But, see, I am the governor of a state and I was elected by the people, and it‘s not a simple thing for me to simply allow all these different things that are being said, this rush to judgment, the annihilation of the presumption of innocence which is what has happened in this case and all throughout, it happens in others.  And for me then to essentially not fulfill at least a lot of my responsibility to the people who I owe it to, explain to them that their governor didn‘t do anything wrong.

And so, while I‘m being very careful and I have to be careful that I don‘t get into the details of the case and—because that‘s not appropriate, at the same time and hope I didn‘t do some—although I may have slipped in (ph) a little of that—at the same time, I feel a real urgent need for myself to tell the people who trusted me that they didn‘t break their trust, that I didn‘t let them down, that I didn‘t do anything wrong.  And that when the whole story is told, they‘ll see, you know, a process that was complicated and a lot of ideas and conversations.  You know, some words, like profanity that I wouldn‘t have used had I known somebody was listening.

MADDOW:  Right.

BLAGOJEVICH:  But they‘ll see that the whole end game was about making their lives better.


MADDOW:  Stick around, my interview with Governor Rod Blagojevich continues.  You didn‘t think I would skip Roland Burris, did you?  Does the governor regret appointing a man who will forever be thought of as senator asterisk to Barack Obama‘s vacant Senate seat?  Does the impeached governor think he should have had the right to make that appointment in the first place?

Stay with us.  This is getting good.



MADDOW:  There‘s one thing here that I find inconsistent between your actions and your explanation of them.  And you‘re very good at explaining where you‘re coming from and this is where I have the disconnect. 

Because you appointed Roland Burris after you had been arrested, after the wiretap transcripts were released, Illinois is now stuck for two years with a senator who has zero political potency.  It‘s no slur on Mr.  Burris or anything that brought him to point or what caused you to appoint him. 

But his legacy is now tainted by his association with this criminal case against you and the people of Illinois are stuck for two years with an impaired senator - politically impaired senator.  Do you feel guilty about that?  That‘s not in their best interest. 

BLAGOJEVICH:  No.  In fact, I feel like I did my duty.  Let me explain something to you.  And in spite of all the hue and cry from my senior senators, Senator Dick Durbin, we‘re not taking him.  Harry Reid - we‘re not taking him.  We‘re not going to seat him.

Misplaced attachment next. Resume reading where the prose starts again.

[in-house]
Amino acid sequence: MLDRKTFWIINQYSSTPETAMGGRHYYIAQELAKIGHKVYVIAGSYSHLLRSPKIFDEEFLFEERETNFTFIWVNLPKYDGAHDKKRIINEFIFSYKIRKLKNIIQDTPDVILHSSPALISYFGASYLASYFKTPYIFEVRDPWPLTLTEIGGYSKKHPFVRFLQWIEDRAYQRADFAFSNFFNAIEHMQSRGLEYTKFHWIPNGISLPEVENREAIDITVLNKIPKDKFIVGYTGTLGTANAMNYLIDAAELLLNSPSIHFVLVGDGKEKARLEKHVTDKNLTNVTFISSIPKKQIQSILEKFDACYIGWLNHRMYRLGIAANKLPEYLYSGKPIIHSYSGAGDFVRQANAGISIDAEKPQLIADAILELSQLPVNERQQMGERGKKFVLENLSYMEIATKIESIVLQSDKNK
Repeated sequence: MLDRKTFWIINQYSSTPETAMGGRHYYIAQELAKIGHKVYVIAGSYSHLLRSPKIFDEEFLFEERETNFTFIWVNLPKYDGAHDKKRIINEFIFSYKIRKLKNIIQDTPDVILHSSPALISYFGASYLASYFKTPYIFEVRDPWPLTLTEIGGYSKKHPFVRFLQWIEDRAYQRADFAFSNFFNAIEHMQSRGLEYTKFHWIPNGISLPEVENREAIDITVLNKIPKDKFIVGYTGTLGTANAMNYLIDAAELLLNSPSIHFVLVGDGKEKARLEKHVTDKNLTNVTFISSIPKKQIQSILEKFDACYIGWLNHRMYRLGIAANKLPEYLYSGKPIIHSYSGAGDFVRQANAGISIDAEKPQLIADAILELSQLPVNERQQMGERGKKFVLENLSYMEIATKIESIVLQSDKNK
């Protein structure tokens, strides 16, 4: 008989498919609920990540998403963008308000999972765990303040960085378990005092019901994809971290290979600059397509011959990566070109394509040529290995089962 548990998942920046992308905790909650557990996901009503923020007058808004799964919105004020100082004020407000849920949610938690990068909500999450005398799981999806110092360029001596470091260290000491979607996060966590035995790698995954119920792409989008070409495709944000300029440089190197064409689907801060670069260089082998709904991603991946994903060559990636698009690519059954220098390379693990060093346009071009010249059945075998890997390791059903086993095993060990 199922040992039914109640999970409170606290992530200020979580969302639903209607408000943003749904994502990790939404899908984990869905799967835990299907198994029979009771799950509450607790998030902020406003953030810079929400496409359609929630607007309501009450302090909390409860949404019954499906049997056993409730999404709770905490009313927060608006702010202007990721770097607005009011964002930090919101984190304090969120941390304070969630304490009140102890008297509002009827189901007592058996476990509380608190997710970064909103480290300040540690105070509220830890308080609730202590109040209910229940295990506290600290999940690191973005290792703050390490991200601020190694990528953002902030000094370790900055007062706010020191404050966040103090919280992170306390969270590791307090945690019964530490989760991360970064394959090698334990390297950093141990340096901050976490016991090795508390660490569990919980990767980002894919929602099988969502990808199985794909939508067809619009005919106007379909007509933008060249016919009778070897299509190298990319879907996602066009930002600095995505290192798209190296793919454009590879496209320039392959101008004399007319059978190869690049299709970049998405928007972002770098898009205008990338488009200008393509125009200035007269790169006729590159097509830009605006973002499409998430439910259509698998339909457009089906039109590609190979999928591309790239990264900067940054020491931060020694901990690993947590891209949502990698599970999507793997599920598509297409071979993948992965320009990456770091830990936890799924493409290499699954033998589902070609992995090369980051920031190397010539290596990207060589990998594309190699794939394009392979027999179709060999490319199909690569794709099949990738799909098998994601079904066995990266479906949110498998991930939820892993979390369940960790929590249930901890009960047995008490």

If I didn‘t make that appointment, I would have jeopardized our state.  Our state would have been denied a U.S. senator, a vote and a voice in the United States Senate. 

MADDOW:  For a period of time. 

BLAGOJEVICH:  That, on my judgment, would have been an impeachable offense because I have a constitutional duty to appoint a senator and fill a vacancy so Illinois is properly represented. 

Now, they said, after all this happened, these lawmakers, that they were going to pass a law and allow the people to make that decision.  I support that. 

MADDOW:  You wouldn‘t have vetoed that.

BLAGOJEVICH:  I would have signed it.  The people should choose, not governors.  Governor Paterson here or me - we shouldn‘t be in a position to do that.  The people should decide it. 

But when they talked a big game and didn‘t do it, then the only alternative was to listen to them and not appoint anybody which is what they were doing because they had their own deal in place for who they wanted.  Or to make the best possible choice I could make at that time. 

Now, who did I pick?  I picked a historic figure and I picked a senator for the U.S. Senate where there wasn‘t an African-American after Barack Obama was elected president. 

I picked a historic figure in Illinois who is the first African-American elected to statewide office, who, as a young man, was a law clerk for Thurgood Marshall, who was former attorney general in our state for two terms, comptroller in our state for two terms, a man of impeccable integrity, and a man who will get reelected, a man who is going to not just be senator for two years, but he said he‘s going to run again.  And I am certain he will get re-elected.  

MADDOW:  Do you see, though, that he‘s there‘s tarnish on his

political legacy because of the way in which he was appointed, because you

could have waited.  You could have said, you know, “This should be settled